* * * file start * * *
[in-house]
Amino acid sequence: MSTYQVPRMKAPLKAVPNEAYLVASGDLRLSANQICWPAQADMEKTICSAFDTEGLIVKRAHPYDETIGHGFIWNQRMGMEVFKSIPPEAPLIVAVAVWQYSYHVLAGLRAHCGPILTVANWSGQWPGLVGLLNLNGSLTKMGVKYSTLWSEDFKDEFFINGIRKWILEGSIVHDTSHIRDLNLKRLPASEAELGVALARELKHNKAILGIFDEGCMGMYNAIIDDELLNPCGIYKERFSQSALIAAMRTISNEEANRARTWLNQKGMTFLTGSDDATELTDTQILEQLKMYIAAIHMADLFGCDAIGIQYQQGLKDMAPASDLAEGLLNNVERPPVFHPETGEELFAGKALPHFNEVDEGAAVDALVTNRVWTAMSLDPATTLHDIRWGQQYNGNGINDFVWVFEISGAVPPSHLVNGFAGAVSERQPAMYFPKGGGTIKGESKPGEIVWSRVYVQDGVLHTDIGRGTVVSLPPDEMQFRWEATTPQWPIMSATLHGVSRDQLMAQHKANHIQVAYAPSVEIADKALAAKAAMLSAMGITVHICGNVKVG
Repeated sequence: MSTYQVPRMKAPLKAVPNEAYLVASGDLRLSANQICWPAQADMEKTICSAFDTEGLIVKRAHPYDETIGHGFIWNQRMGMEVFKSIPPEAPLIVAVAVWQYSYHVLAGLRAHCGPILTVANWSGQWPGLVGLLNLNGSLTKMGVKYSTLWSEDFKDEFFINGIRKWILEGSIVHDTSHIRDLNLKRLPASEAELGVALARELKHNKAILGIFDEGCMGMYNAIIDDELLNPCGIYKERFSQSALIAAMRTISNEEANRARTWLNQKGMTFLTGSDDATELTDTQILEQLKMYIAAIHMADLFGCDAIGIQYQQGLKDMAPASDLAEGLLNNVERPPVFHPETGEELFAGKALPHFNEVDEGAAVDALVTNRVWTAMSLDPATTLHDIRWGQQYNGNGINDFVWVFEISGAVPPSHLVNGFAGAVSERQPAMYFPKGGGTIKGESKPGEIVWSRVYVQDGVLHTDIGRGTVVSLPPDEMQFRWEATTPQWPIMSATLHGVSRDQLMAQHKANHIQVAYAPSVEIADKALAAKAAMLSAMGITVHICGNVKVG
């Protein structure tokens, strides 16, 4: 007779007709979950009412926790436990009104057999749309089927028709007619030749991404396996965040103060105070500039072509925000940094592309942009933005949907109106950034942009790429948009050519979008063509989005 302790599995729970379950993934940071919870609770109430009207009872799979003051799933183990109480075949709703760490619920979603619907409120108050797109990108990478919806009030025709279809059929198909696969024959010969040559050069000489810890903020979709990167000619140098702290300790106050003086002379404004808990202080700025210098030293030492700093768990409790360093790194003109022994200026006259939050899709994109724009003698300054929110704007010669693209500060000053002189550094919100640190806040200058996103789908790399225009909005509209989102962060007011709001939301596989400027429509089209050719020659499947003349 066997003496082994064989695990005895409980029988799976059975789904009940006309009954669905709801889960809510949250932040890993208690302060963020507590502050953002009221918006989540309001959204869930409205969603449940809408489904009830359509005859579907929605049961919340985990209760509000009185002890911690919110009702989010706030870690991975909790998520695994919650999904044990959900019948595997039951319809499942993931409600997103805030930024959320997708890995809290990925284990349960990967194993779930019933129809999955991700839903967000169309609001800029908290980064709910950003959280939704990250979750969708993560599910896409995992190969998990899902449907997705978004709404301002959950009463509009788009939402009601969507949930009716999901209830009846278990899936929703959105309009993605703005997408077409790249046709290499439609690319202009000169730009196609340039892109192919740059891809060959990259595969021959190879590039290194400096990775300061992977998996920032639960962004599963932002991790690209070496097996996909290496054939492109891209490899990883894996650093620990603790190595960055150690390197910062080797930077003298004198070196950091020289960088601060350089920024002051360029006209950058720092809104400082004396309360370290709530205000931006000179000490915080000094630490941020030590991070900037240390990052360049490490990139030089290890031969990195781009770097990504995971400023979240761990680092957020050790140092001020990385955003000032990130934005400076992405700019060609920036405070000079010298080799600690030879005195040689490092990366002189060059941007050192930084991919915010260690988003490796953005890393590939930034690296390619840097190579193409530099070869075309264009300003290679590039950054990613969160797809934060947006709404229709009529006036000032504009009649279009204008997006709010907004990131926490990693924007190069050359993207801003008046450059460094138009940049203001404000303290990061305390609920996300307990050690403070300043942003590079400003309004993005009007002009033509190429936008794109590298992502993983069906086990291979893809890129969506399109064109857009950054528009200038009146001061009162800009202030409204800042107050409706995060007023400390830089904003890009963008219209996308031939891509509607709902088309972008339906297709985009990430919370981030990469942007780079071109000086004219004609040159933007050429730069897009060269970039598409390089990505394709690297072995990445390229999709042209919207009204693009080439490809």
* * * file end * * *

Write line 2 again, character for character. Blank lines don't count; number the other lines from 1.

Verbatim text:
Amino acid sequence: MSTYQVPRMKAPLKAVPNEAYLVASGDLRLSANQICWPAQADMEKTICSAFDTEGLIVKRAHPYDETIGHGFIWNQRMGMEVFKSIPPEAPLIVAVAVWQYSYHVLAGLRAHCGPILTVANWSGQWPGLVGLLNLNGSLTKMGVKYSTLWSEDFKDEFFINGIRKWILEGSIVHDTSHIRDLNLKRLPASEAELGVALARELKHNKAILGIFDEGCMGMYNAIIDDELLNPCGIYKERFSQSALIAAMRTISNEEANRARTWLNQKGMTFLTGSDDATELTDTQILEQLKMYIAAIHMADLFGCDAIGIQYQQGLKDMAPASDLAEGLLNNVERPPVFHPETGEELFAGKALPHFNEVDEGAAVDALVTNRVWTAMSLDPATTLHDIRWGQQYNGNGINDFVWVFEISGAVPPSHLVNGFAGAVSERQPAMYFPKGGGTIKGESKPGEIVWSRVYVQDGVLHTDIGRGTVVSLPPDEMQFRWEATTPQWPIMSATLHGVSRDQLMAQHKANHIQVAYAPSVEIADKALAAKAAMLSAMGITVHICGNVKVG